Amid calls for a national contact tracing app, experts have warned we shouldn't be placing all of our hopes on a smartphone solution when it comes to tracking down people potentially exposed to Covid-19.
Under alert level 2, hospitality and retail businesses are legally required to keep records of customers coming into their premises, sending companies toward various tracing tech in the absence of an official app.
But Victoria University computer scientist Simon McCallum has cautioned digital solutions might not be effective as we think.
"Tracing tech is great for some aspects of tracing, but humans who can ask questions and hear answers can often pick if someone is certain of information or if there is uncertainty in the answer," he said.
"Technology is generally not as good at dealing with uncertainty."
There were questions around the level of false positives that could be generated by contact tracing technology – as well as associated false negatives.
"False positives could occur when we mark someone as being close who is actually on the other side of a wall," he said.
"Our systems for locating people in an indoor space accurately rely upon additional beacons placed in known spots or using extra information such as the layout of the building.
"We work with these issues with intrusion detection systems all the time and operator overload when the system over identifies people is a real concern."
McCallum suggested simpler techniques, like QR barcode reading, might actually be more fit for purpose as people would have to actively check-in at a cafe or other place would occur.
"There are even potential non-digital solutions which involve random numbers generated by the Ministry of Health and printed on pieces of paper," he said.
"These can be left with a business or person as a way of contacting people without having to give away your phone number to everyone you meet."
Other experts have pointed out some further potentially thorny issues.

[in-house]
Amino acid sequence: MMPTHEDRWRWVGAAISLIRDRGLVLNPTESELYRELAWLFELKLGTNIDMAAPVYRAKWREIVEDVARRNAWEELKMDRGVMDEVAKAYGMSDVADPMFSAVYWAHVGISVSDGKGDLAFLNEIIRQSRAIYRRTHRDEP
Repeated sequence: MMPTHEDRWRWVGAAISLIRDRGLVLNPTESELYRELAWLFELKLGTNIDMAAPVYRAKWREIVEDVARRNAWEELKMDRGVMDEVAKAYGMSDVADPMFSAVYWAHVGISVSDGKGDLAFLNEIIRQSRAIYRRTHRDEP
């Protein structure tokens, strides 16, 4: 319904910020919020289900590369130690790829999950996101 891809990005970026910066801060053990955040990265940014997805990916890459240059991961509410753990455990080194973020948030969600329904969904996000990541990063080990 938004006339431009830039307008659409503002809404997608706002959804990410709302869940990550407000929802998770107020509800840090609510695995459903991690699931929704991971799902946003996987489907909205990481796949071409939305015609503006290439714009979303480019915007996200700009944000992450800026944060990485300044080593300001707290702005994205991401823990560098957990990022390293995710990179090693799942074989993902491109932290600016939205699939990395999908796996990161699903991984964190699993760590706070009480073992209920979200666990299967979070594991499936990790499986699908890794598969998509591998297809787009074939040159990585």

Ian Welch, an asssociate professor at Victoria University, said businesses refusing entry to certain people who couldn't be tech-traced risked creating issues around equality and discrimination.
Some people simply couldn't afford phones; others might have problems with software storage, or not being able to support the necessary Bluetooth features.
And then there were issues around how people were officially notified by tracers that they may have been exposed.
"Notifications should be informative and helpful without causing panic, or compromising privacy of positive cases," Victoria University's Dr Jennifer Ferreira said.
"Government messaging has aimed to reduce panic reactions and focus on preparedness.
"This serves as a helpful design guideline in any technology design process.
"People are already in a heightened state of anxiety and we should not contribute to worsening the situation."
Ferreira said there were a multitude of privacy issues with the notification process, specifically about how to disclose information to users of the tracing technology around when and how contact occurred.
Google and Apple had not gone as far as detailing that process in their approach, which she thought a potentially large oversight, given their own admission of the number of false positives.
"The notification process may be better handled outside an app by health professionals.
"The issue of who should be informing people about being positive reminds me of the debate around the wisdom of home HIV testing, another situation where the advice is to test early and test often."
How Maori took part in tech tracing was another big consideration.
"Historically, Maori have suffered at the hands of previous government policies, which has over-time created a level of mistrust," Victoria University senior lecturer Kevin Shedlock said.
Building contact tracing applications from a kaupapa perspective, he argued, should consider the available expertise within Maori communities during the tech's development.
"Adopting kaupapa Māori methods during the construction of any technology such as mobile tracing applications is also about having an understanding of the relationships and accountabilities associated with being in a trusted Māori community," he explained.
"Kaupapa Māori systems ask different questions, align with different practices and prioritise tasks differently during the construction of technology. Such practices and priorities must continue to be preserved."
The Government has tried to overcome many of the headaches of contact tracing by adopting most of the recommendations of a review by Otago University epidemiologist Dr Ayesha Verrall.
Public health units could now trace up to 185 cases each day, while the newly-formed National Close Contact Service could make up to 10,000 close contact calls in a day.
But ultimately, McCallum believed speed was more important than capacity at this stage.
"We have the capacity but with the spread of Covid-19, we have to get to people before the infection gets ahead of tracing," he said.
"With the exponential growth rate if you can track quickly you do not need as much capacity."